Knockinaam Lodge is an extended Victorian house set in an idyllic cove with its own pebble beach…
“Elegantly simple dishes in a comfortable and historic setting” - AA Inspector
PORTPATRICK, DUMFRIES & GALLOWAY
Churchill and Eisenhower planned D-Day at this boutique country house hotel, built in the 19th century as a hunting lodge, but don’t worry, you won’t have to think about anything more taxing than what you might have for dinner. An elegant double-aspect dining room makes the most of stunning views over manicured lawns and beyond to the sea, a comfortable setting for the daily-changing set menu, where locally sourced produce is the backbone of the simple but effective cooking. A cappuccino of ceps and tarragon with poached quail’s egg is a light and delicate starter, followed by roast loin of tender, deeply flavoured Carsluith red deer.
Facilities – at a glance
Credit cards accepted
- Seats: 32
- Private dining available
- On-site parking available
- Wheelchair accessible
- Steps for wheelchair: 1
- Open all year
- Wines under £30: 30
- Wines over £30: 350
- Wines by the glass: 13
- Cuisine style: Modern Scottish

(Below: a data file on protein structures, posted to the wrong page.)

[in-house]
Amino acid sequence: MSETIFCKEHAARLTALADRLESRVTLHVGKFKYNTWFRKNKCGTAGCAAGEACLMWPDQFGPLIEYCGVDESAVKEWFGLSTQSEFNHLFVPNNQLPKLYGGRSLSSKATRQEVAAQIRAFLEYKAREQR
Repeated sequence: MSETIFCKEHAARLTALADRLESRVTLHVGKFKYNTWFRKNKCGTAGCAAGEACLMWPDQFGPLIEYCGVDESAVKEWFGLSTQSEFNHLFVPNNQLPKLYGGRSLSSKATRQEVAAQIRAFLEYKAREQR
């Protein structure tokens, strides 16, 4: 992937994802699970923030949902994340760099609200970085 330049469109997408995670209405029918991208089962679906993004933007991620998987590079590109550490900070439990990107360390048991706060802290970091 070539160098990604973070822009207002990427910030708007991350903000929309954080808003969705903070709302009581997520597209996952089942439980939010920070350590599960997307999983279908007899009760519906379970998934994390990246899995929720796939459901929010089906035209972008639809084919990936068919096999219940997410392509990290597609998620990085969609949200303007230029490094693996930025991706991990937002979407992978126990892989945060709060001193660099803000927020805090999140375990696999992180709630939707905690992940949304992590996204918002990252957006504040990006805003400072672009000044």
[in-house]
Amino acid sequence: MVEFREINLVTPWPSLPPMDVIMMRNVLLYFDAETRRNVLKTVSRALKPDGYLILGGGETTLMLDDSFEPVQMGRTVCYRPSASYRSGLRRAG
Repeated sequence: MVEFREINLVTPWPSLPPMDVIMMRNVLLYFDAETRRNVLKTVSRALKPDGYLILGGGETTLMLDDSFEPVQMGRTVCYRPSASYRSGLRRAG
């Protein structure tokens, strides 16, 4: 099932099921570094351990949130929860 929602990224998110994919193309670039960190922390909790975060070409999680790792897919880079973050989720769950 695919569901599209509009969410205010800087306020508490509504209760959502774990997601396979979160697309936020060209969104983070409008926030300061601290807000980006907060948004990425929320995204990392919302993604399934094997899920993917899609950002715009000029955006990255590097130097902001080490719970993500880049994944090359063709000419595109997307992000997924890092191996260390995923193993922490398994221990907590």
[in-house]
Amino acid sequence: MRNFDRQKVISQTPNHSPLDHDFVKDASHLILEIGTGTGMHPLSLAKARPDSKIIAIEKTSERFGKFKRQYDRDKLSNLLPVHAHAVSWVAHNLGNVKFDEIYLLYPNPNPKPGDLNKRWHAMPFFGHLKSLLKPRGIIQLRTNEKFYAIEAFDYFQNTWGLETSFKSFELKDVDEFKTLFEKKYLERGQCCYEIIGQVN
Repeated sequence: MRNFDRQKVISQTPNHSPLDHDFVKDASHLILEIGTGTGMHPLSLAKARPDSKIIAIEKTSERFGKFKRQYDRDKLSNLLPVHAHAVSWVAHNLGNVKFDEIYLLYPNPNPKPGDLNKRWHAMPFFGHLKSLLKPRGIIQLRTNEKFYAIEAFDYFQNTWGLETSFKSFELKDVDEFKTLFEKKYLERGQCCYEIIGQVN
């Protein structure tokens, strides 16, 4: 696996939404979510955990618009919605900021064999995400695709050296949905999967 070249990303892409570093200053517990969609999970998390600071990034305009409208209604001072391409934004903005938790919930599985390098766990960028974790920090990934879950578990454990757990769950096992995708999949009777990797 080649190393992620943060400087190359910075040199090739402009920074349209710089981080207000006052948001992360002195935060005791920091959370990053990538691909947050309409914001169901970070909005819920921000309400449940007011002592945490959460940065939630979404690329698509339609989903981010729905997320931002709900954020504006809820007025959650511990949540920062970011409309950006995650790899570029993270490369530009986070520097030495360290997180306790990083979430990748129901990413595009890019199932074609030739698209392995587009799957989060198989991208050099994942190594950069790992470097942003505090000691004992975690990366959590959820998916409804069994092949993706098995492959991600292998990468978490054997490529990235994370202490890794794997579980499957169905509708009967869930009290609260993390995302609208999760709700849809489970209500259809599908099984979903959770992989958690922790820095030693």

Also in the area
About the area
Discover Dumfries & Galloway
Dumfries and Galloway is a wonderfully undiscovered corner of Scotland – a romantic land of wooded glens, high hills and exposed moorland, haunted by its colourful past and the ghosts of those who fell in fierce and bloody battles. Heading west from Gretna Green you soon reach Dumfries, straddling the River Nith, where you may see red-breasted mergansers in summer.
The market town has strong associations with one of Scotland’s most famous sons, Robert Burns, who farmed nearby and returned to Dumfries towards the end of his life. You’ll find Burns-related visitor attractions around town, plus a portfolio of other sights ranging from ruined castles and abbeys to quirky museums. You can see for miles from the Camera Obscura, which occupies the top floor of the 18th-century windmill.
To the north lies a vast and endless landscape; mile upon mile of open moorland and afforested slopes stretching towards the Ayrshire coast. On the long haul to Stanraer, you’ll want to make regular stops and visit places like Gatehouse of Fleet, a delightful 18th-century planned town, and Creetown, a planned village on the estuary on the River Cree. Perfect for walking and fishing, Dumfries and Galloway seems gloriously untouched by 20th-century progress.
Places to Stay
Recommended things to do
Why choose Rated Trips?
Your trusted guide to rated places across the UK
The best coverage
Discover more than 15,000 professionally rated places to stay, eat and visit from across the UK and Ireland.
Choose a place to stay safe in the knowledge that it has been expertly assessed by trained assessors.
Plan your next trip
Search by location or the type of place you're visiting to find your next ideal holiday experience.
Read our articles, city guides and recommended things to do for inspiration. We're here to help you explore the UK.